By ED LENTZ

The unusual wet spring weather has affected crop rotations in the area. Fall wheat plantings generally follow soybean harvest. However, for most soybean fields harvest will be too late to timely plant wheat this fall. Thus, farmers will consider other field alternatives to plant wheat.

The most common alternative will be to plant wheat in fields that were unable to plant corn or soybeans and were left idle during the summer growing season. In a few situations, a farmer may plant wheat after wheat. This is a risky adventure because of the potential for disease problems.

Even though wheat is planted in the fall, it will not be harvested until next summer. However, the vitality of the wheat in the fall may account for 75 percent of the yield potential. Thus, fall management practices are critical for high-yielding wheat and one of the key practices is timely planting.

Farmers like to plant wheat within ten days of what is called the “fly-free safe date.” This is the date that university research has established that the risk from Hessian fly is minimal, since they have migrated out of the area. The Hessian fly has the potential to devastate wheat stands.

The fly-free date will be reached for most of the counties in our area this week. These dates are Sept. 24 for Wood County; Sept. 25 for Hancock and Putnam counties; and Sept. 26 for Hardin and Wyandot counties.

There are other advantages by planting after the fly-free date — it reduces the risk of certain diseases, such as barley yellow dwarf. Aphids are vectors for this yield-reducing and plant-stunting virus. By waiting to plant, cooler temperatures reduce the population of aphids.

Farmers may plant wheat in late October, but how early winter sets in will determine the outcome of that decision. In general, wheat should be planted before Oct. 20 to have adequate growth for yield and winter hardiness. Even so, larger yields are generally obtained from plantings closer to the fly-free date.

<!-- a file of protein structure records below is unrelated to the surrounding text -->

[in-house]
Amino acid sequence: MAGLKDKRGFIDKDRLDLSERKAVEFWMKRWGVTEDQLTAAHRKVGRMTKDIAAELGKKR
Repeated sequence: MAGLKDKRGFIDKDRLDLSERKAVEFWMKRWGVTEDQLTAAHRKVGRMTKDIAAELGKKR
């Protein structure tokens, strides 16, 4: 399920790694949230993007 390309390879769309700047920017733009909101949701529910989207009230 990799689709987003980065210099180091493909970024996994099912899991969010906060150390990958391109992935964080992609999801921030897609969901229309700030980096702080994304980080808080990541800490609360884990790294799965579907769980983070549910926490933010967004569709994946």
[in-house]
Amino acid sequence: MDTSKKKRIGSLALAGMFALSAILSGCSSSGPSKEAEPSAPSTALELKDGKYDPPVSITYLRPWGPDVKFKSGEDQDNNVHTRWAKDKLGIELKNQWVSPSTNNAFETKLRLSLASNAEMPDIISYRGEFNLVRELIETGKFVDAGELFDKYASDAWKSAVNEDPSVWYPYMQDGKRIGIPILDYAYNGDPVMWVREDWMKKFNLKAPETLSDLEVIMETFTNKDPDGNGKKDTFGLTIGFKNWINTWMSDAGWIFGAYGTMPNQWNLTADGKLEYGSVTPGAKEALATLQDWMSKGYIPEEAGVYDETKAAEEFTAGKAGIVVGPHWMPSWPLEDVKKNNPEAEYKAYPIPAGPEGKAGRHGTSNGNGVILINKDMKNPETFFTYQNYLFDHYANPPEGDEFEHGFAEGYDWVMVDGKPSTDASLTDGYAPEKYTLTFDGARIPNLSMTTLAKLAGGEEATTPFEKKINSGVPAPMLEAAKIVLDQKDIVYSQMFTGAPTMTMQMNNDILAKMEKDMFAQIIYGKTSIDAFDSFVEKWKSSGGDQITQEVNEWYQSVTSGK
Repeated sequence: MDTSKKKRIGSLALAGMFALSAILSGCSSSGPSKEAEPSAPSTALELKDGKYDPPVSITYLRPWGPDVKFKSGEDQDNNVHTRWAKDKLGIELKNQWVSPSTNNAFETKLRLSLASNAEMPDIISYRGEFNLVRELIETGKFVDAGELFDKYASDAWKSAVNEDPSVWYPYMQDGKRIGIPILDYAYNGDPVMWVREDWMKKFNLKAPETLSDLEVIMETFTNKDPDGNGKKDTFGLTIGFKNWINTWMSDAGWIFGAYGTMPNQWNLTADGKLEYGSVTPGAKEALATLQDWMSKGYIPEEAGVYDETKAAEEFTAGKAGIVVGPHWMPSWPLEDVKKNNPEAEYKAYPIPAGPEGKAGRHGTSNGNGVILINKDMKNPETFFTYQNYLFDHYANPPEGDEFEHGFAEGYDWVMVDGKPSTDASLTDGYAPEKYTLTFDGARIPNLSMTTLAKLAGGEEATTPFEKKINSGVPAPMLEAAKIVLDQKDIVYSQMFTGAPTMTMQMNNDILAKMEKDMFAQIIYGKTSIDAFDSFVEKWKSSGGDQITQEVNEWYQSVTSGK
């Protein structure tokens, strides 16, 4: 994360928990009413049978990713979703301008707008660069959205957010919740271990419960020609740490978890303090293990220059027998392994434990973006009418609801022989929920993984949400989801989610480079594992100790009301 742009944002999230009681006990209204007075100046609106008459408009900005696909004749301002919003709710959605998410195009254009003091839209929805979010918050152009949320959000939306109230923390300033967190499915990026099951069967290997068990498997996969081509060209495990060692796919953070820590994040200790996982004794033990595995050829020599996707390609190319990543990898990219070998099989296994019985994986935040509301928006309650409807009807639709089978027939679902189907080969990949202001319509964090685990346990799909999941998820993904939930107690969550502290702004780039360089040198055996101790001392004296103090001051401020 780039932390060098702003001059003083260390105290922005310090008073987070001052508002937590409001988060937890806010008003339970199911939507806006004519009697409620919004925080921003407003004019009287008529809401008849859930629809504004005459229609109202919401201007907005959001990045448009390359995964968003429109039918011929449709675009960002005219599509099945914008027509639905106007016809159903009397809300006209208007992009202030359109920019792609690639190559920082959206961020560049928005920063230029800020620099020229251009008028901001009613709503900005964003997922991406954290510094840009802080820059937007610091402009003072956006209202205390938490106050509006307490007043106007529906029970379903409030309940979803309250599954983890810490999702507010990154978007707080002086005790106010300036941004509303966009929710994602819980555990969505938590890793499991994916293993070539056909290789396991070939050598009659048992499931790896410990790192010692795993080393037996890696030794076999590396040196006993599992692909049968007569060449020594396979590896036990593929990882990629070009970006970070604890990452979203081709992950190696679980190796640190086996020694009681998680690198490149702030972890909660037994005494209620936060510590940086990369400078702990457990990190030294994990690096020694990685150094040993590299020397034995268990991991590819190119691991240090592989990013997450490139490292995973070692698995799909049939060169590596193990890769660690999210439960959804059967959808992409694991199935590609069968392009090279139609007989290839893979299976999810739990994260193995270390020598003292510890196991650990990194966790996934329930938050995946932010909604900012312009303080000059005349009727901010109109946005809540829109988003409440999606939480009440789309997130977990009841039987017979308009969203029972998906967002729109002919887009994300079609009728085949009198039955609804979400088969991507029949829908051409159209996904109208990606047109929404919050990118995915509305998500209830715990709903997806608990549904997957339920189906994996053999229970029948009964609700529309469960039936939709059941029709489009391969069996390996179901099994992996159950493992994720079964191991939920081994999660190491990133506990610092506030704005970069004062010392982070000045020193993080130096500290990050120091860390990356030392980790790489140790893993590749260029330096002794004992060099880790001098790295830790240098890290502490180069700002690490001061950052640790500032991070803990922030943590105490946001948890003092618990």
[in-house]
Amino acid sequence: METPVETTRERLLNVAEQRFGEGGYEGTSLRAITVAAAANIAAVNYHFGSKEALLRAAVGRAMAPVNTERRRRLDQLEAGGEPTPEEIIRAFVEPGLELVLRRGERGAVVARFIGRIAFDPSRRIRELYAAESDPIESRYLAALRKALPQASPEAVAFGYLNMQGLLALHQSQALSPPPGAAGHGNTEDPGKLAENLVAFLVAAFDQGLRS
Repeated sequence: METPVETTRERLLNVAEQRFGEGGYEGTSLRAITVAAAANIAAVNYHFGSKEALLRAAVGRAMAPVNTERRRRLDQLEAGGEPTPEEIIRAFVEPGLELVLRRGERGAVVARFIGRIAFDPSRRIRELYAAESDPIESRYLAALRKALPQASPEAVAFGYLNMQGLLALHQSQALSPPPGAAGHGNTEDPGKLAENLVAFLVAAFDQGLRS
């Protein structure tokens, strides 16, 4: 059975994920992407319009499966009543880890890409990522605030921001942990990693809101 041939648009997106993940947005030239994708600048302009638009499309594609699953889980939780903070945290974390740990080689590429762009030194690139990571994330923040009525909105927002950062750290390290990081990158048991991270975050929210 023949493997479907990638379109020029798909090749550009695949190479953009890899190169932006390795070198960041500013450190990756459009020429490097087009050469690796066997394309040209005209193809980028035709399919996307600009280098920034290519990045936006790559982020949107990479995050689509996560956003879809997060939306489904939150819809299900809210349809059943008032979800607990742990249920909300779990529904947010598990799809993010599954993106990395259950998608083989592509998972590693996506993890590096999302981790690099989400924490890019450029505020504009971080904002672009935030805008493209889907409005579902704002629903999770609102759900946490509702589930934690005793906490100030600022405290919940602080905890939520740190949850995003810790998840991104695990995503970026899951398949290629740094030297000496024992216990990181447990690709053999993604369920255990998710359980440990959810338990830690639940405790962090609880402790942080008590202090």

Besides planting date, farmers have to consider other important fall management practices to produce high-yielding and high-quality wheat. These practices include variety selection, planting depth, seeding rate and nutrient recommendations.

• Variety selection: Selected varieties should have yield potential, high test weight, good straw strength and adequate disease resistance. Diseases of concern include powdering mildew, stagonospora leaf blotch and head scab.

All three diseases can decrease yields; however, Fusarium head scab can also produce a toxin that will prevent a farmer from selling their wheat. Farmers must select moderately resistant varieties for head scab and use a fungicide to prevent toxin development and yield losses under certain weather conditions.

• Planting depth: Proper planting depth is critical for tiller development and winter survival. Seeds should be planted 1½ inches deep.

Farmers have to ensure that soybean residue is uniformly spread over the soil surface, especially when planting no-till into soybean stubble. Mats of residue or uneven residue will interfere with planting depth.

Planting depth should not be reduced for late planting or wet conditions. Planting less than 1½ inches is the main cause of heaving and freezing injury, which will result in low tiller numbers and poor winter survival.

• Seeding rate: Low seeding rate has little effect on yield, but high seeding rates may increase lodging and increase the risk of diseases, such as powdery mildew.

Optimal seeding rates are between 1.2 and 1.6 million seeds per acre. For drills with 7.5-inch row spacing, this is about 18 to 24 seeds per foot of row with normal-sized seed. Seeding rate should be increased when planting later than two weeks after the fly-free date.

• Nutrient recommendations: A soil test should be completed to determine lime, phosphorus and potassium needs. Soil pH should be between 6.3 and 7.0.

Phosphorus soil test levels should be maintained between 25 to 40 ppm for optimal production. Phosphorus should not be added to fields that have soil test levels higher than 50 ppm. Wheat planted no-till into soybean stubble should receive 20 to 30 pounds of nitrogen to promote fall tiller development.

Farmers have to balance their time between planting wheat and harvesting corn and soybeans in the fall. However, farmers know they need to be attentive to early management practices, since 75% of their wheat yield will be the result of doing things right in the fall.

More information may be found on planting wheat on page 69 of the Ohio Agronomy Guide, which can be downloaded at https://stepupsoy.osu.edu/sites/hcs-soy/files/472%20Ohio%20Agronomy%20Guide%2015%20Ed%20red_0.pdf

Lentz is extension educator for agriculture and natural resources for the Ohio State University Extension Service in Hancock County. He can be reached at 419-422-3851 or via email at lentz.38@osu.edu.

Lentz can be heard with Vaun Wickerham on weekdays at 6:35 a.m. on WFIN, at 5:43 a.m. on WKXA-FM, and at 5:28 a.m. at 106.3 The Fox.

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